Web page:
Q. It’s spring break time, and my son wants to go to Florida with all his friends. He’s been there, done that, and as he and his friends say, “bought the T-shirt”. He is a senior in college and I think it is time to start looking for his first professional job. He has friends who graduated last year who are still looking for work. Tell him it is time to get serious and get employed, and out of my wallet.
A. Last semester of senior year in college means many things to different people, and yours is a perfect example of how parents and seniors might not share the same vision of how to spend the time. This may be a great opportunity for you and your son to practice the fine art of negotiation – a great skill needed for a successful job search.
College seniors should start their job searches now, if they haven’t already. And college students hoping to find summer work should also begin an active search now.
‘Now’ is a relative term in college time, so if you want your students to begin the a successful job search consider bartering with them. The is not a lot of time between spring break and summer to look for work, and a summer with no job is a very long time, especially with limited cash. In partnership, students and parents might begin the process of documenting the job search steps that need to be completed with a commitment of how much time will be dedicated to the activity. Some of the steps can be completed before a great college style spring break – which shows good faith effort.
Let me give you and your college student a head start on some of the steps.
Step1. Clean up your web presence. No spring break photos on Facebook, or any other incriminating pictures, or posts of you or any of your friends. You might even have to add your parents as friends. No tweets that a hiring manager wouldn’t be thrilled to see.
Step 2. Create a LinkedIn account. These will be professional contacts who can help in your search. Build your network, and do not say “I want to do this on my own”. It takes a network. Learn this lesson now, and you’ll be ahead of job seekers for your whole career.
Step 3. Develop a compelling resume. This sales and marketing tool needs to tell the story of you as a committed worker. Learn how to write a very effective resume. Edit it, have professionals review and edit it. What does each line say to the reader? Give each item the “so what” test. Do they learn about your skills, or do they say so what?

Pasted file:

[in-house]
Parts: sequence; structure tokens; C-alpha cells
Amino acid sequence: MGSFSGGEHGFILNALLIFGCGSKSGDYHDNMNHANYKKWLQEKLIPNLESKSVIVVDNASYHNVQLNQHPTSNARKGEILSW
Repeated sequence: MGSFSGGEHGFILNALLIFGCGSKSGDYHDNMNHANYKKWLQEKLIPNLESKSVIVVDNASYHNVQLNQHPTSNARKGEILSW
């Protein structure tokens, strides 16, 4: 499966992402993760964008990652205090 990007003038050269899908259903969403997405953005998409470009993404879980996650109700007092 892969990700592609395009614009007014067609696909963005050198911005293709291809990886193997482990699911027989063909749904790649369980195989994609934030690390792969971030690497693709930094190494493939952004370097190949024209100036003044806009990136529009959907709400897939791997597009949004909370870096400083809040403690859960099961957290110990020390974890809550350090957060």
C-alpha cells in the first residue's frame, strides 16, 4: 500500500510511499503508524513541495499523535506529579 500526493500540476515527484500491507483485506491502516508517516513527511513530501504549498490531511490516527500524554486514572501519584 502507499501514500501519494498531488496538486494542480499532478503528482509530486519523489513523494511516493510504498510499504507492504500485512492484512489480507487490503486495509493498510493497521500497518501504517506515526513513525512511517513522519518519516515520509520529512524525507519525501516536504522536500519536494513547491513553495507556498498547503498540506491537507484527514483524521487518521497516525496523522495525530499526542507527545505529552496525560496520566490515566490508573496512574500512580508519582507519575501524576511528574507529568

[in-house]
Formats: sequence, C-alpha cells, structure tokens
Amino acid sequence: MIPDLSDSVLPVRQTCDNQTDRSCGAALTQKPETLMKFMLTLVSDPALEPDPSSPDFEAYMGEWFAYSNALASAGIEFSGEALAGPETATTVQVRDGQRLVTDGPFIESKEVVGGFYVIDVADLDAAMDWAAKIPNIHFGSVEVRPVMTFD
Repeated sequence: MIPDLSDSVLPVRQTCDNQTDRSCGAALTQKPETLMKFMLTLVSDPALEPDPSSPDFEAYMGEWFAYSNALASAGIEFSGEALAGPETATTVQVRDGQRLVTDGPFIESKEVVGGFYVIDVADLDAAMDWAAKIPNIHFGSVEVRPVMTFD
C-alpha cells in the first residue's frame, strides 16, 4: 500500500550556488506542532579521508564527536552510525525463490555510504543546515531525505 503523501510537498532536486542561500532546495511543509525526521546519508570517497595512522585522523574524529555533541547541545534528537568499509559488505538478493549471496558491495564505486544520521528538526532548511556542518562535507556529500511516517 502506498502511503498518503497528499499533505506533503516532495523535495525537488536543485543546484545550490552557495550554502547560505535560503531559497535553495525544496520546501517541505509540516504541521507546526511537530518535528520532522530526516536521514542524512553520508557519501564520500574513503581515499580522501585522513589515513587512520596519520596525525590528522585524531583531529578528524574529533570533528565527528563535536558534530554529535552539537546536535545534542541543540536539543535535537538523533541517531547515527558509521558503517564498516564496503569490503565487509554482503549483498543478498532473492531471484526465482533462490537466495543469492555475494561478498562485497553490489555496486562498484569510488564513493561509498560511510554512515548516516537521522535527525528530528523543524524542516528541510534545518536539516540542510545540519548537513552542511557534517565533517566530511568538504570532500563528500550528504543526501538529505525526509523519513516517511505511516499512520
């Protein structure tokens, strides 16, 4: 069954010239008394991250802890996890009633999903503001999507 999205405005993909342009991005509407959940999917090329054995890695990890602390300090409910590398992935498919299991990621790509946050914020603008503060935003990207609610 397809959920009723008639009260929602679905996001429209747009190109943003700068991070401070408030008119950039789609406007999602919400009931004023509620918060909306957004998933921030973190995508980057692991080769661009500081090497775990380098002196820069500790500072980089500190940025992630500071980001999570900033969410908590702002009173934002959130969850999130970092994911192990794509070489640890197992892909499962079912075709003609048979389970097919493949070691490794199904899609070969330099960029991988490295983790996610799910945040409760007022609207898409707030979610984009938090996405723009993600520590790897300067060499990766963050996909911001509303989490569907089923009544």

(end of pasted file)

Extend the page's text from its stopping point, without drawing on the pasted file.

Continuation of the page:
Step 4. Identify and prepare your references. Select at least 5 people who can talk about the work you have done and can do. They need to be totally committed to saying great things about you to anyone who will listen. Make sure your references have your resume, and are familiar with your experiences. Stay connected with them so they know anytime they might be called.
Step 5. Use your resources. Meet your college career services staff. Learn what they teach. Utilize the range of their services. Ask them questions; ask them to edit your resume; ask them who they know; and ask them about successful students who came before you and how they made it happen.
Step 6. Network. Learn to network effectively. Read everything you can about networking, and practice. Practice with your friends, your references, and your career services professionals. Develop this skill to expert level.
Step 7. Success.
Step 1 can be completed before spring break; Step 2 can be started as you pack. All the other steps will lead to success. You get to decide when you start the next steps, and the timeframe that will get you to the last step in the process – for this time.
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Meet the Jobs Docs
Patricia Hunt Sinacole is president of First Beacon Group LLC, a human resources consulting firm in Hopkinton. She works with clients across many industries including technology, biotech and medical devices, financial services, and healthcare, and has over 20 years of human resources experience.
Elaine Varelas is managing partner at Keystone Partners, a career management firm in Boston and serves on the board of Career Partners International.
Cindy Atoji Keene is a freelance journalist with more than 25 years experience. E-mail her directly here.
Peter Post is the author of "The Etiquette Advantage in Business." Email questions about business etiquette to him directly here.
Stu Coleman, a partner and general manager at WinterWyman, manages the firm's Financial Contracting division, and provides strategic staffing services to Boston-area organizations needing Accounting and Finance workforce solutions and contract talent.
Tracy Cashman is Senior Vice President and Partner of the Information Technology search division at WinterWyman. She has 20 years of experience partnering with clients in the Boston area to conduct technology searches in a wide variety of industries and technology.
Paul Hellman is the founder of Express Potential, which specializes in executive communication skills. He consults and speaks internationally on how to capture attention & influence others. Email him directly here.